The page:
Chicago Tavern-style: The Best Damn Pizza in the Neighborhood
We live in an era of glittering pizza exceptionalism, spoiled on the stained-glass-art pizzas of Rome, artisanal dome-oven Neapolitan pies, and Detroit majesties crowned with cheese on their blue-steel thrones. But my favorite pizza came into existence so folks would keep drinking. Tavern-style pizza (or as we called it growing up…uh…pizza) is utilitarian, shamelessly different, fought about at the block-to-block level, and misunderstood by bemused outsiders. In short, it’s a little square of Chicago’s soul unassumingly resting on a bar napkin.
Style-wise, we’re talking about a cracker-thin (but not cracker-dry) dough rolled out (not tossed) and docked before baking in a moderately heated (500 °F to 550 °F) deck oven. The sauce is cooked and suffused with umami, herbs, and/or sweetness, depending on your neighborhood spot. Most importantly, it’s cut into squares.
This way of cutting pizza confuses and terrifies most folks who didn’t spend winters under our slate-gray Lake Michigan skies. But the form factor, fitting of a place home to Frank Lloyd Wright, is undeniably precise. One bite to deliver all the flavors of an entire pizza each and every time. They make cable TV shows about this sort of thing.
Most of all, tavern style is about the exquisite balance of crisp, well-cooked crust, boldly-flavored sauce, just the right amount of mozzarella and Parmesan and toppings all brought to the extreme edge of “too much.” Heat it to the twenty seconds between perfect and oblivion and you have a stellar tavern-style pizza.
As for its origin story, tavern-style pizza is played as a cute communal thing to our modern eyes – bar owners putting out some free bites for thirsty clientele – but that ignores our city’s blue-collar roots. In reality, the hardworking men of the heady post-WWII boom, whether making machine parts, toiling in a warehouse, or making animals into grocery-ready cuts, would often “get a little loaded” on the docket between “go to work” and “dinner at home.” A couple (or three) squares of pizza (with one hand free for a beer) and taverns sold more drinks in a way that adds up week over week.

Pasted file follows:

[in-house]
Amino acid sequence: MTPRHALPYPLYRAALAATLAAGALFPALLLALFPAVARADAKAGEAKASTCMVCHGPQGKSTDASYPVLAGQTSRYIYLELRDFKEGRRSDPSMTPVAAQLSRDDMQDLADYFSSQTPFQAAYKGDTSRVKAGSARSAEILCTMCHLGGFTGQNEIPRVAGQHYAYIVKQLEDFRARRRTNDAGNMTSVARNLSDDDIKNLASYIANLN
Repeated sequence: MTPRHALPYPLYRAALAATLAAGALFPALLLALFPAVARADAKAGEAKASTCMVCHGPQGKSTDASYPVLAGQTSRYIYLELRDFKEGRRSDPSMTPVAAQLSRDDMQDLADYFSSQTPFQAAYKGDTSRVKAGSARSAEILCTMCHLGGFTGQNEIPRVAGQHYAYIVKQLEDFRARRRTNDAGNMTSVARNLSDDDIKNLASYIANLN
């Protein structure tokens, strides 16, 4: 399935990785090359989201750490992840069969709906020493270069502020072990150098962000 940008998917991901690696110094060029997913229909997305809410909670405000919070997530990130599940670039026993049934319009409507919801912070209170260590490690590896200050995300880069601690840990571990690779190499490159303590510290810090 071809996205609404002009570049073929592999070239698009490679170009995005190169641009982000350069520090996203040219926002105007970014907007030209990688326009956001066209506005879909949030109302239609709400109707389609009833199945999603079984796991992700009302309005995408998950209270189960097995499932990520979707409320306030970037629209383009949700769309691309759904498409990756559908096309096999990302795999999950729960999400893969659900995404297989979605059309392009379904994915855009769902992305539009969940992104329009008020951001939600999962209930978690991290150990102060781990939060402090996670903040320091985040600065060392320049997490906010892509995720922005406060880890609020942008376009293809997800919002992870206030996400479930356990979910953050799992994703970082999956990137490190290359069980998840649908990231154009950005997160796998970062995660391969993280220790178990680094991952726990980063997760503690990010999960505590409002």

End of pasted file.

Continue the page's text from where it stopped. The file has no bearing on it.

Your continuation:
Customers aren’t ruining their dinner, but they’ve got a bit of extra stamina for a last-last drink, one or two after the first last drink. Tavern owners aren’t spending a lot on a pizza that goes a long way, but they’re keeping customers happy (and drinking) for longer – a truly symbiotic relationship between two rock-ribbed pillars of the community. This is the transactional origin of a style beloved by a city where that transaction doesn’t really exist like it used to anymore. But a deep appreciation in the intervening years made it become part of our DNA as surely as municipal corruption and those honking vowels you can recognize worldwide.
This is not to hate on the more well-known deep dish style. We’ll grab a deep dish when friends come to visit. And yes, we’ve seen the Jon Stewart video. How clever of you to think of it first when the words “Chicago” and “pizza” clanged together in your mind like a clearance-priced set of Newton’s Cradle balls.
Hearty eaters though we are, deep dish just isn’t the vibe of Chicago. It insists upon itself – the bake time, the sheer quantities, the time spent shoulder-to-shoulder with visitors from Omaha, Little Rock, and Tulsa.
But tavern pizza? Tavern pizza is your chill, self-assured friend who is up for anything. It can be the main event or merely the color to a perfect evening. Bring it to a bar or taproom that doesn’t have food. Get five delivered to watch the Bears faceplant in style. Or make the pilgrimage to a place you know does it right. Whatever your tastes, it’s a pizza meant for the communal experience but proportioned at a favorable ratio for those who just had a shit-ass day and need some edible self-care.
A Note: Ask any Chicagoan over a certain age about “tavern pizza” and you’ll get some grumpy reactions. And that’s just because they don’t realize that pizza has become a vivid universe of options over the past few decades. Don’t take it personally!
I can’t stress enough how much we didn’t really think of this as a “style” until fairly recently. The Grumpy Bastard generation still insists Tavern-style is not the name, just as they think video games and phones will be our ruin. But more classification means a wider world of pizza, and I don’t know how one can be against the ideal in good conscience.
My own recipe is based on a forgotten number of family dinners, school dances, pool days, end-of-year team dinners, and nights at the bowling alley. This pizza is the lifeblood of Chicagoland in a way that a listicle or star rating can never capture. We take it for granted, and that’s our privilege as citizens of the greatest city in the world.
The recipe adjustments I made from my initial pies were based on sense memories, personal preference, and the ephemeral “it” that you don’t get without the kind of mindless overconsumption you do before you grow up, go elsewhere and realize how much you miss home. And, let’s be honest, the best parts of my pizzas are me correcting the things that annoyed me about the pizzas of my youth. Love is an overrated ingredient – next time, try spite!
If none of this can convince you to think of Chicago as a tavern-style town, then that’s fine. I run my yap a lot. But take a shot at the perfectly cooked corner-adjacent square and I don’t think you’ll doubt much longer. You’ll get every single flavor of the whole pizza in a few square inches. We don’t dawdle, and we don’t waste your time. This is, after all, the real pizza of Chicago.